Rationale: Because of high mortality, end-of-life care is an important component of intensive care.
Objectives: We evaluated the effectiveness of a quality-improvement intervention to improve intensive care unit (ICU) end-of-life care.
Methods: We conducted a cluster-randomized trial randomizing 12 hospitals. The intervention targeted clinicians with five components: clinician education, local champions, academic detailing, clinician feedback of quality data, and system supports. Outcomes were assessed for patients dying in the ICU or within 30 hours of ICU discharge using surveys and medical record review. Families completed Quality of Dying and Death (QODD) and satisfaction surveys. Nurses completed the QODD. Data were collected during baseline and follow-up at each hospital (May 2004 to February 2008). We used robust regression models to test for intervention effects, controlling for site, patient, family, and nurse characteristics.
Measurements and Main Results: All hospitals completed the trial with 2,318 eligible patients and target sample sizes obtained for family and nurse surveys. The primary outcome, family-QODD, showed no change with the intervention (P = 0.33). There was no change in family satisfaction (P = 0.66) or nurse-QODD (P = 0.81). There was a nonsignificant increase in ICU days before death after the intervention (hazard ratio = 0.9; P = 0.07). Among patients undergoing withdrawal of mechanical ventilation, there was no change in time from admission to withdrawal (hazard ratio = 1.0; P = 0.81).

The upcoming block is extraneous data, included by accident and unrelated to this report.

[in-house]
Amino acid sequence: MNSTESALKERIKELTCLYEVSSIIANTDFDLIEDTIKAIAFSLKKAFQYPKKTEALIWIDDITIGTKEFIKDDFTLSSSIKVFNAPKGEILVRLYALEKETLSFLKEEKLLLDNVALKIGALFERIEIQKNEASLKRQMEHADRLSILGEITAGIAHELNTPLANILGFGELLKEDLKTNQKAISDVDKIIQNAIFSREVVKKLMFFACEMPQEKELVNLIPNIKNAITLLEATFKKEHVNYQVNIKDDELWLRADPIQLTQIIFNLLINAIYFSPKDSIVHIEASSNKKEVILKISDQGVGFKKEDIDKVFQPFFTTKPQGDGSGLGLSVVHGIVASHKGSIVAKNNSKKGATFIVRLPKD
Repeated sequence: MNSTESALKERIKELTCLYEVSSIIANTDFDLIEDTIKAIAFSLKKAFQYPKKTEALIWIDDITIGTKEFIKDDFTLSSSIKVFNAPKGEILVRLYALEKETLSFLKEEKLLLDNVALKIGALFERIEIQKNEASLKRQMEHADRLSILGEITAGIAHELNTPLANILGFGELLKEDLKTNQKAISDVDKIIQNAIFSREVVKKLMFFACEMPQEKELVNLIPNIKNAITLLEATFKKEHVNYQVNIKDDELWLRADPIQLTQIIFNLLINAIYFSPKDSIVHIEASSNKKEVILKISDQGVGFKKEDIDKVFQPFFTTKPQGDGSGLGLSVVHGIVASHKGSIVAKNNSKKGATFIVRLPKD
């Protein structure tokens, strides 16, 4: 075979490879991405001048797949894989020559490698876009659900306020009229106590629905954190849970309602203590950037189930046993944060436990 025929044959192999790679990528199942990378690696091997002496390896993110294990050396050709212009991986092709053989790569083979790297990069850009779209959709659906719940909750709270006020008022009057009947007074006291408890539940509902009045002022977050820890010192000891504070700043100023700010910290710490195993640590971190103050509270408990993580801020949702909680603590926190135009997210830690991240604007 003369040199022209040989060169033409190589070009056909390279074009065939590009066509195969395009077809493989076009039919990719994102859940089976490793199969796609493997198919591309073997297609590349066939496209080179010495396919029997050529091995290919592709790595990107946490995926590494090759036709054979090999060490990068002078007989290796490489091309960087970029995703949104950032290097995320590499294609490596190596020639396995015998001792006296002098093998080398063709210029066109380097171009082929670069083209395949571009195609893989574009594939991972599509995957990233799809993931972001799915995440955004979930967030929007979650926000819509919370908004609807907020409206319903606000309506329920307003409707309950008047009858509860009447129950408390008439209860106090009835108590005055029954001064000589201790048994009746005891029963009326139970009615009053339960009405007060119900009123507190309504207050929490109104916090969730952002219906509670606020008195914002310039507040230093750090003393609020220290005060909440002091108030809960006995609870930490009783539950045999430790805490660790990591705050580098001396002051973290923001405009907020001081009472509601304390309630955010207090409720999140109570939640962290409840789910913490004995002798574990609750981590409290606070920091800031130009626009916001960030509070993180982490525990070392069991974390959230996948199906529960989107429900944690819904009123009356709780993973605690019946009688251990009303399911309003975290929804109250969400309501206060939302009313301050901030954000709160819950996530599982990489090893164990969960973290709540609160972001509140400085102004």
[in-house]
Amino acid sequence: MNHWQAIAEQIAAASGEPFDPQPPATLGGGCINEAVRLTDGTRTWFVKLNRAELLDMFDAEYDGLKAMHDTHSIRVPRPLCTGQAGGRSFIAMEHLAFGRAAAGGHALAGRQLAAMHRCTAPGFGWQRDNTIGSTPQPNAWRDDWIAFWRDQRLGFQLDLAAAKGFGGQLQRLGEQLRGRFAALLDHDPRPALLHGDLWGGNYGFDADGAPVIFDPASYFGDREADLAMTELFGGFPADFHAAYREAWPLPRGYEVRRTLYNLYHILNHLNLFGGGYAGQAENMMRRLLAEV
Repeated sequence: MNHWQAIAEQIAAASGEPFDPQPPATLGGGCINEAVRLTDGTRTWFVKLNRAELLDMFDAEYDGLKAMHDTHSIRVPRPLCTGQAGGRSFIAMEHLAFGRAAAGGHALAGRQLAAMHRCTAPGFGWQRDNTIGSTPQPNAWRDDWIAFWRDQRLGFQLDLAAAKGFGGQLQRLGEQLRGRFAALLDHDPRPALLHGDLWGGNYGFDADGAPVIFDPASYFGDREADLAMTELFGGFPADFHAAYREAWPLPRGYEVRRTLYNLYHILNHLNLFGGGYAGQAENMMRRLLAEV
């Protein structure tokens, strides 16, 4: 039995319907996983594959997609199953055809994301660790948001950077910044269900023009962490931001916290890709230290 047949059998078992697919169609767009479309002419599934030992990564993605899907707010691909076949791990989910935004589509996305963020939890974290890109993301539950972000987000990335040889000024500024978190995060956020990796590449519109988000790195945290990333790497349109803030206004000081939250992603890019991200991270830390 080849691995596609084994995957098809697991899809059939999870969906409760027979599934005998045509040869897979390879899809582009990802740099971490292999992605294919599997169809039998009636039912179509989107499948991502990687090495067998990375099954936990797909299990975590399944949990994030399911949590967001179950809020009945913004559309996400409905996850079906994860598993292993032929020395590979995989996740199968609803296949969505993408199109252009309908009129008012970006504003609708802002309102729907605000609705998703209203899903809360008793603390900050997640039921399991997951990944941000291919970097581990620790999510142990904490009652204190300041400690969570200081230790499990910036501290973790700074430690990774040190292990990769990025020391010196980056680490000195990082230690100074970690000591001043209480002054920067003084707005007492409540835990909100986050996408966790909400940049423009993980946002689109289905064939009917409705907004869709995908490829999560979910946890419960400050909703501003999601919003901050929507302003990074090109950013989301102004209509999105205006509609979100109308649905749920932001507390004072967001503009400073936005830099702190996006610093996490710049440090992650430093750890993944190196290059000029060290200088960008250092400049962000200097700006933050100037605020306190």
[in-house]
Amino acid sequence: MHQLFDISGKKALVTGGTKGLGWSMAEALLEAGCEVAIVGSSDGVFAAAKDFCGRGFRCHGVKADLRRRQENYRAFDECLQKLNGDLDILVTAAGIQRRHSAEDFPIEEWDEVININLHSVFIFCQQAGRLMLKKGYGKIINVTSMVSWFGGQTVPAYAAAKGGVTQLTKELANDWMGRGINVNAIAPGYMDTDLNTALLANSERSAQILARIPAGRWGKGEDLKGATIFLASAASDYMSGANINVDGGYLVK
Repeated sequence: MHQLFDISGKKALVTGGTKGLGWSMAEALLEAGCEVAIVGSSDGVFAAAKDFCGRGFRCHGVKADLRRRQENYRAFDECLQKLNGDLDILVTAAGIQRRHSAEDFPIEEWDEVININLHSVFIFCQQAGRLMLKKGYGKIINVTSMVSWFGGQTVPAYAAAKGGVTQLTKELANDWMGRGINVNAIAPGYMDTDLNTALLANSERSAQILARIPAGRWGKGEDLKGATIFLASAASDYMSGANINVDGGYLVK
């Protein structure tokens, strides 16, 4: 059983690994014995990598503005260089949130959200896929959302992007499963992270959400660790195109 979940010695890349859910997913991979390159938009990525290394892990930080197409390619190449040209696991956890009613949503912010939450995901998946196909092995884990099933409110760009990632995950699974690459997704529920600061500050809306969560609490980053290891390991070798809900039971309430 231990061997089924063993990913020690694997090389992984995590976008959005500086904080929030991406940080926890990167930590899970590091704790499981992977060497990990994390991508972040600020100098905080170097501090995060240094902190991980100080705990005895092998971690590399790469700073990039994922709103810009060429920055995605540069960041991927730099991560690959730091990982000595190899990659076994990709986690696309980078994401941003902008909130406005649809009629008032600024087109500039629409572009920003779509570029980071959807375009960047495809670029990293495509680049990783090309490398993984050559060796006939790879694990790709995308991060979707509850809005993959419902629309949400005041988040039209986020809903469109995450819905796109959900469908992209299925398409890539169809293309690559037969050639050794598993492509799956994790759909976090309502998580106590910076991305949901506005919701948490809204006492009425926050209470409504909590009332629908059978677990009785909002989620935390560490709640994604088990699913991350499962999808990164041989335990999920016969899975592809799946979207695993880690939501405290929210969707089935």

Conclusions: We found this intervention was associated with no improvement in quality of dying and no change in ICU length of stay before death or time from ICU admission to withdrawal of life-sustaining measures. Improving ICU end-of-life care will require interventions with more direct contact with patients and families.
Clinical trial registered with www.clinicaltrials.gov (NCT00685893)